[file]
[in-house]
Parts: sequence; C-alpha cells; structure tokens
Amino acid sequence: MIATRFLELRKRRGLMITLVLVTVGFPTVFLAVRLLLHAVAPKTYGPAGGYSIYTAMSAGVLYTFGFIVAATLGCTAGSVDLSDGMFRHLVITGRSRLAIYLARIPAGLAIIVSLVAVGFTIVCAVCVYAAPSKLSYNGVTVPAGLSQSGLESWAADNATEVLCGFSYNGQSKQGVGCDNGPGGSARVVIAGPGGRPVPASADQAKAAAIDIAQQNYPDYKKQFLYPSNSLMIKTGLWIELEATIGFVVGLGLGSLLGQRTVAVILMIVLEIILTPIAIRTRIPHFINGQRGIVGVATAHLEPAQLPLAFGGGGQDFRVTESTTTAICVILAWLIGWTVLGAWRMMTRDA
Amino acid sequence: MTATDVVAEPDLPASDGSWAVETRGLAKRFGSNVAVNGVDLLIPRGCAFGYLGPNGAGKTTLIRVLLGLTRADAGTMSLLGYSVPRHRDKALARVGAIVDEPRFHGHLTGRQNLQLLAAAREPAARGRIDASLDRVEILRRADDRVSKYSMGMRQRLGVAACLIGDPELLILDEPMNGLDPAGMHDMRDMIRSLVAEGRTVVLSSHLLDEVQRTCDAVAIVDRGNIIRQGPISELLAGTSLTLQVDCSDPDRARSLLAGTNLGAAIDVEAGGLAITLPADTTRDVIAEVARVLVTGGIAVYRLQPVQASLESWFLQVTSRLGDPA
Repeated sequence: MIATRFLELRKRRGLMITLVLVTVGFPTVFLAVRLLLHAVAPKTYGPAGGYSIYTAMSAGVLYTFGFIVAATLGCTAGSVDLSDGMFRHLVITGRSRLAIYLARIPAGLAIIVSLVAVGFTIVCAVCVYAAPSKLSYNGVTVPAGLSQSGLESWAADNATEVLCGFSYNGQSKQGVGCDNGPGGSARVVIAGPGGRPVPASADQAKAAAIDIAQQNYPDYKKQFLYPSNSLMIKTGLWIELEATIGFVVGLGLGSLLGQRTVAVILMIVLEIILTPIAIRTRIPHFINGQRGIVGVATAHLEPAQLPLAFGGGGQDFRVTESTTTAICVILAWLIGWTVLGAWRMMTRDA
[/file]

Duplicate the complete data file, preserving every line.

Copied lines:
[in-house]
Parts: sequence; C-alpha cells; structure tokens
Amino acid sequence: MIATRFLELRKRRGLMITLVLVTVGFPTVFLAVRLLLHAVAPKTYGPAGGYSIYTAMSAGVLYTFGFIVAATLGCTAGSVDLSDGMFRHLVITGRSRLAIYLARIPAGLAIIVSLVAVGFTIVCAVCVYAAPSKLSYNGVTVPAGLSQSGLESWAADNATEVLCGFSYNGQSKQGVGCDNGPGGSARVVIAGPGGRPVPASADQAKAAAIDIAQQNYPDYKKQFLYPSNSLMIKTGLWIELEATIGFVVGLGLGSLLGQRTVAVILMIVLEIILTPIAIRTRIPHFINGQRGIVGVATAHLEPAQLPLAFGGGGQDFRVTESTTTAICVILAWLIGWTVLGAWRMMTRDA
Amino acid sequence: MTATDVVAEPDLPASDGSWAVETRGLAKRFGSNVAVNGVDLLIPRGCAFGYLGPNGAGKTTLIRVLLGLTRADAGTMSLLGYSVPRHRDKALARVGAIVDEPRFHGHLTGRQNLQLLAAAREPAARGRIDASLDRVEILRRADDRVSKYSMGMRQRLGVAACLIGDPELLILDEPMNGLDPAGMHDMRDMIRSLVAEGRTVVLSSHLLDEVQRTCDAVAIVDRGNIIRQGPISELLAGTSLTLQVDCSDPDRARSLLAGTNLGAAIDVEAGGLAITLPADTTRDVIAEVARVLVTGGIAVYRLQPVQASLESWFLQVTSRLGDPA
Repeated sequence: MIATRFLELRKRRGLMITLVLVTVGFPTVFLAVRLLLHAVAPKTYGPAGGYSIYTAMSAGVLYTFGFIVAATLGCTAGSVDLSDGMFRHLVITGRSRLAIYLARIPAGLAIIVSLVAVGFTIVCAVCVYAAPSKLSYNGVTVPAGLSQSGLESWAADNATEVLCGFSYNGQSKQGVGCDNGPGGSARVVIAGPGGRPVPASADQAKAAAIDIAQQNYPDYKKQFLYPSNSLMIKTGLWIELEATIGFVVGLGLGSLLGQRTVAVILMIVLEIILTPIAIRTRIPHFINGQRGIVGVATAHLEPAQLPLAFGGGGQDFRVTESTTTAICVILAWLIGWTVLGAWRMMTRDA